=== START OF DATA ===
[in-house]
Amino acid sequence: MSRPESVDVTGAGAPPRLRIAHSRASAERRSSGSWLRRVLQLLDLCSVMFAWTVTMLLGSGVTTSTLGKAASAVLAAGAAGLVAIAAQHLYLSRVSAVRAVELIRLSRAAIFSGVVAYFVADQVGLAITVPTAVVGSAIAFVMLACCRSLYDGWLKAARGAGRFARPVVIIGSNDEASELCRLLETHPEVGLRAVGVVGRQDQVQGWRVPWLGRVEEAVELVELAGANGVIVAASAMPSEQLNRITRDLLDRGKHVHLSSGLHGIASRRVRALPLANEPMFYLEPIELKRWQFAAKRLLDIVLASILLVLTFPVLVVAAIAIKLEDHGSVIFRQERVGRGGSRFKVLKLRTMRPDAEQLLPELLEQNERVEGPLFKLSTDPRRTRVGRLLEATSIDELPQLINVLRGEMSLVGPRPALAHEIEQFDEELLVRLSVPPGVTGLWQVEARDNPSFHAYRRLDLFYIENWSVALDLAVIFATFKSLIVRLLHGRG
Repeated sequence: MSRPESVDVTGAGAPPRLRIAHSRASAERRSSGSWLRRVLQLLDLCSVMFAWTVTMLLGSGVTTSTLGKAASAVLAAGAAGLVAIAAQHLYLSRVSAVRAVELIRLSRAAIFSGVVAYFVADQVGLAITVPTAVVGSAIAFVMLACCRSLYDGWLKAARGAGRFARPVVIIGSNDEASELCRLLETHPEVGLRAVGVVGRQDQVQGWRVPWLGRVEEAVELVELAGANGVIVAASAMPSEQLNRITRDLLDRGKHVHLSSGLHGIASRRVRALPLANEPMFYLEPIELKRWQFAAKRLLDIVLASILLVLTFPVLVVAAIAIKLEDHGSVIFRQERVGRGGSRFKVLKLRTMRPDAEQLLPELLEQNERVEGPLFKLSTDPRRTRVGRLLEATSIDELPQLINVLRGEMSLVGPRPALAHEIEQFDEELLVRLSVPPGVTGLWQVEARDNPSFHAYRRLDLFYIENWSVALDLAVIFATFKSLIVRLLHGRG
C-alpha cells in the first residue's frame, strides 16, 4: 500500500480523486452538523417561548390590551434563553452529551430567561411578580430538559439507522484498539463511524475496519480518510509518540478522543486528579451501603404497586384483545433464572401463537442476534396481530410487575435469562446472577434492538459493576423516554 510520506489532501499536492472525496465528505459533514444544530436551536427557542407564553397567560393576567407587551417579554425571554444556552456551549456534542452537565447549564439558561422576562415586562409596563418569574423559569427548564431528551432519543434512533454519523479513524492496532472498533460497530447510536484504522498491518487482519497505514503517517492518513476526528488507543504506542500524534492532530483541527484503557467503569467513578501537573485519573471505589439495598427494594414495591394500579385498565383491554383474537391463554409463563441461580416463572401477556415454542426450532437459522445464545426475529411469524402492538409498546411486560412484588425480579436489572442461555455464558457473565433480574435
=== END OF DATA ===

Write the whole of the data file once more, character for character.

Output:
[in-house]
Amino acid sequence: MSRPESVDVTGAGAPPRLRIAHSRASAERRSSGSWLRRVLQLLDLCSVMFAWTVTMLLGSGVTTSTLGKAASAVLAAGAAGLVAIAAQHLYLSRVSAVRAVELIRLSRAAIFSGVVAYFVADQVGLAITVPTAVVGSAIAFVMLACCRSLYDGWLKAARGAGRFARPVVIIGSNDEASELCRLLETHPEVGLRAVGVVGRQDQVQGWRVPWLGRVEEAVELVELAGANGVIVAASAMPSEQLNRITRDLLDRGKHVHLSSGLHGIASRRVRALPLANEPMFYLEPIELKRWQFAAKRLLDIVLASILLVLTFPVLVVAAIAIKLEDHGSVIFRQERVGRGGSRFKVLKLRTMRPDAEQLLPELLEQNERVEGPLFKLSTDPRRTRVGRLLEATSIDELPQLINVLRGEMSLVGPRPALAHEIEQFDEELLVRLSVPPGVTGLWQVEARDNPSFHAYRRLDLFYIENWSVALDLAVIFATFKSLIVRLLHGRG
Repeated sequence: MSRPESVDVTGAGAPPRLRIAHSRASAERRSSGSWLRRVLQLLDLCSVMFAWTVTMLLGSGVTTSTLGKAASAVLAAGAAGLVAIAAQHLYLSRVSAVRAVELIRLSRAAIFSGVVAYFVADQVGLAITVPTAVVGSAIAFVMLACCRSLYDGWLKAARGAGRFARPVVIIGSNDEASELCRLLETHPEVGLRAVGVVGRQDQVQGWRVPWLGRVEEAVELVELAGANGVIVAASAMPSEQLNRITRDLLDRGKHVHLSSGLHGIASRRVRALPLANEPMFYLEPIELKRWQFAAKRLLDIVLASILLVLTFPVLVVAAIAIKLEDHGSVIFRQERVGRGGSRFKVLKLRTMRPDAEQLLPELLEQNERVEGPLFKLSTDPRRTRVGRLLEATSIDELPQLINVLRGEMSLVGPRPALAHEIEQFDEELLVRLSVPPGVTGLWQVEARDNPSFHAYRRLDLFYIENWSVALDLAVIFATFKSLIVRLLHGRG
C-alpha cells in the first residue's frame, strides 16, 4: 500500500480523486452538523417561548390590551434563553452529551430567561411578580430538559439507522484498539463511524475496519480518510509518540478522543486528579451501603404497586384483545433464572401463537442476534396481530410487575435469562446472577434492538459493576423516554 510520506489532501499536492472525496465528505459533514444544530436551536427557542407564553397567560393576567407587551417579554425571554444556552456551549456534542452537565447549564439558561422576562415586562409596563418569574423559569427548564431528551432519543434512533454519523479513524492496532472498533460497530447510536484504522498491518487482519497505514503517517492518513476526528488507543504506542500524534492532530483541527484503557467503569467513578501537573485519573471505589439495598427494594414495591394500579385498565383491554383474537391463554409463563441461580416463572401477556415454542426450532437459522445464545426475529411469524402492538409498546411486560412484588425480579436489572442461555455464558457473565433480574435